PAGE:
Overland Park Dentistry: Always Your Ally

While diabetes is obviously not an issue to take lightly, the purpose of this information is not to scare you, but rather to inform you of the potential health hazards of untreated diabetes, particularly that of gum disease and its often-dangerous relationship with diabetes. Here at Overland Park Dentistry, we want you to know that despite its serious nature, there are many methods to successfully managing and overcoming this diabetes/gum disease combo, and numerous sources are available to help you as well! At Overland Park Dentistry we hope to be a valuable source and a powerful ally of yours in this scenario, so if you have any further questions or concerns, please contact us at Overland Park Dentistry!

Related Article: Your Overland Park Dentist: Charles R. Kimes, DDS

Dr. Charles R. Kimes, DDS and his expert team at Overland Park Dentistry look forward to having the opportunity to care for you and your family with any preventativerestorative or cosmetic needs you or your family may have. To schedule your dental appointment with your Overland Park Dentist, contact us at our south Overland Park office at (913) 647-8700 or our north Overland Park office at (913) 341-2380.

Link between Diabetes and Oral Health


Diabetes and You

As any person living with diabetes would certainly tell you, life with diabetes is often something of a balancing act between managing one’s lifestyle to maintain a healthy blood glucose level. Despite seeming a bit overwhelming at first, once familiar with the daily requirements, managing diabetes may eventually seem as routine as brushing your teeth.

Ironically however, in two such aspects of everyday life, in daily diabetes management and routine dental care, we see the simultaneous treatment of two vitally important health issues that can in fact directly affect one another. To put it simply; your oral health affects your diabetes and at same time, your diabetes affects your oral health. Although this may sound silly, it is important to understand this concept as failure to properly care for one, will almost certainly end up affecting the other.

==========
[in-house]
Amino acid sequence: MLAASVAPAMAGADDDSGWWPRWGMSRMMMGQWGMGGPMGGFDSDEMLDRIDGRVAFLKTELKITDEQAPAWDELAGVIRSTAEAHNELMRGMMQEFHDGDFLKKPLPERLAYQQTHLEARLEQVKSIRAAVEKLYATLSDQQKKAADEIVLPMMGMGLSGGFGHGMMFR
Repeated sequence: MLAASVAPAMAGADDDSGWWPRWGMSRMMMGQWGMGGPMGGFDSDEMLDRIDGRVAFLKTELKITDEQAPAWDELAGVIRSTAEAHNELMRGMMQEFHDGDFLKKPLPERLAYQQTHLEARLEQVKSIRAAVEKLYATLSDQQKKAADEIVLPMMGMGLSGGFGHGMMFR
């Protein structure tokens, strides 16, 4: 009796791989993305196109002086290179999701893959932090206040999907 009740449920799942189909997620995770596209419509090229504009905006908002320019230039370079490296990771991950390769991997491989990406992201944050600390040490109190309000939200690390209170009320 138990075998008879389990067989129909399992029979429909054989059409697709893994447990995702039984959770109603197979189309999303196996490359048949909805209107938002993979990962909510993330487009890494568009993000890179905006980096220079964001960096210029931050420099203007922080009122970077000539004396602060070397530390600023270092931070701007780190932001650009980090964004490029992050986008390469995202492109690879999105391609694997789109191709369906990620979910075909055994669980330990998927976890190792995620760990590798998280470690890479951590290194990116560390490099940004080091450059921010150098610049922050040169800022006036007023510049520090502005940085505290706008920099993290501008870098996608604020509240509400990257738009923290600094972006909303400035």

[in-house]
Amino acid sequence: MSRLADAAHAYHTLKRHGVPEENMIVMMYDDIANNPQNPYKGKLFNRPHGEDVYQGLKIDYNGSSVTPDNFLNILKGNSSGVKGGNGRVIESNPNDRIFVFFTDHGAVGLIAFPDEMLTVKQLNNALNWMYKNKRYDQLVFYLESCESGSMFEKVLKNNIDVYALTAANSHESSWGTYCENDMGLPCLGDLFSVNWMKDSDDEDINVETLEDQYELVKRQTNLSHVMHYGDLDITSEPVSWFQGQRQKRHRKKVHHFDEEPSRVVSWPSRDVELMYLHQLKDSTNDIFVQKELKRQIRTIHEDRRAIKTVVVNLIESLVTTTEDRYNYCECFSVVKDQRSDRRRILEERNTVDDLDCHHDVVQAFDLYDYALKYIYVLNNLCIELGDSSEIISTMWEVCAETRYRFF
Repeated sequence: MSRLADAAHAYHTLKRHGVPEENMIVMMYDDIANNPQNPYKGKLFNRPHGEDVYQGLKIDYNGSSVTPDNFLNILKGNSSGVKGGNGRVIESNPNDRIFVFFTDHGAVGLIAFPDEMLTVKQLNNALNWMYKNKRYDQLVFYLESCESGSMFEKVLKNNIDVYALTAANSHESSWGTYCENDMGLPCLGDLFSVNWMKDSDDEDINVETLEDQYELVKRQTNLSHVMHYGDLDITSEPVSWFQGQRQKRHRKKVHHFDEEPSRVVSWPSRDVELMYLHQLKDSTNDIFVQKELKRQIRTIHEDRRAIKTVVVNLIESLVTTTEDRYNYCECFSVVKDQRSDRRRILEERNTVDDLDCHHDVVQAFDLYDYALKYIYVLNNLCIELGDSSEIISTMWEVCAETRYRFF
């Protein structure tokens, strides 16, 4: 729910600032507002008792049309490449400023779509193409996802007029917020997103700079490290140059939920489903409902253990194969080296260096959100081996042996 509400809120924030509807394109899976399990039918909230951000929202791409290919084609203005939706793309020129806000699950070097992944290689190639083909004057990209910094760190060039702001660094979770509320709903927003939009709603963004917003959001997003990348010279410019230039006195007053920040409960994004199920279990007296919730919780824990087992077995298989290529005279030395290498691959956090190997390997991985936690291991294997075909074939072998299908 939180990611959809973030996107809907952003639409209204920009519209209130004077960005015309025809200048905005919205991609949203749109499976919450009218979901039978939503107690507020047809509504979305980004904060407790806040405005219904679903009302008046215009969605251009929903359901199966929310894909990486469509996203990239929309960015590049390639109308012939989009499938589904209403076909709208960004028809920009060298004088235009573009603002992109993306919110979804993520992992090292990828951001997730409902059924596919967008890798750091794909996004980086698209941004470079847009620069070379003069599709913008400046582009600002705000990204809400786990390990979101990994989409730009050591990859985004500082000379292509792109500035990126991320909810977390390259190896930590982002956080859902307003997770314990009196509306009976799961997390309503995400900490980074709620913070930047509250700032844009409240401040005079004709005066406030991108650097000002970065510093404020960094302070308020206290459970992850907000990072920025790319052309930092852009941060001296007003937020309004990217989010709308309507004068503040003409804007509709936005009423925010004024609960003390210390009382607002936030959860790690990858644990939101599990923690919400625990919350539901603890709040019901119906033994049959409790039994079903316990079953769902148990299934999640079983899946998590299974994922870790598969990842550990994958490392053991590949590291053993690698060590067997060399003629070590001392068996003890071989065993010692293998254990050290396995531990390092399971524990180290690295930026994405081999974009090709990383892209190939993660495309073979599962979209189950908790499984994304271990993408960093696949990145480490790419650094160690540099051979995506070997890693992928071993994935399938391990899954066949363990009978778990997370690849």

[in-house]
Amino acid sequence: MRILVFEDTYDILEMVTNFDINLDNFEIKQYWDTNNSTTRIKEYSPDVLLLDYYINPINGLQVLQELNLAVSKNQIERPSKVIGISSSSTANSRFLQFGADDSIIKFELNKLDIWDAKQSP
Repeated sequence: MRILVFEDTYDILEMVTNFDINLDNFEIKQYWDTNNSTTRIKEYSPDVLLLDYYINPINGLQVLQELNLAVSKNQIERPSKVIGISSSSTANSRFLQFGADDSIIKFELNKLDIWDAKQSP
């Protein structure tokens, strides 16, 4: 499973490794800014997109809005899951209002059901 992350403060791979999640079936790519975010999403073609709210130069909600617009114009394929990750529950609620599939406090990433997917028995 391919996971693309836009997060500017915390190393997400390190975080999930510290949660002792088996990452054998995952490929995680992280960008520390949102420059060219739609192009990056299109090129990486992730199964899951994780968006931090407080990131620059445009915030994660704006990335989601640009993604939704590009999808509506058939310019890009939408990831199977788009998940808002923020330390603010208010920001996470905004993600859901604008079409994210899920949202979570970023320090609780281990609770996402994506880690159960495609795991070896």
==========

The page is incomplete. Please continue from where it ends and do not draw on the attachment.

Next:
Diabetes and Oral Health: Periodontitis is more than just an eyesore 

Regardless of whether you’re a diabetic or not, grasping the absolute importance of regularly maintaining a diabetic’s blood sugar level is certainly an easy concept to understand. Oddly what’s less understood or perhaps simply overlooked, is the supreme importance of practicing proper oral hygiene.

While most of us have surely forgotten to brush our teeth on one occasion or another, all too often when we do brush we simply scrub for a moment or two, then spit and continue to go about our day. Sure this is an easy habit to get into, but if this continues long enough you may find yourself facing periodontal disease.

Whether known as periodontal disease, periodontitis, or simply gum disease, this condition is commonly thought of as something of a nuisance that merely discolors your teeth or gives you bad breath. This however is a gross misconception, as periodontal disease if neglected can stir up a hornet’s nest of problems that’s almost guaranteed to prove detrimental to both your oral health and general health as well.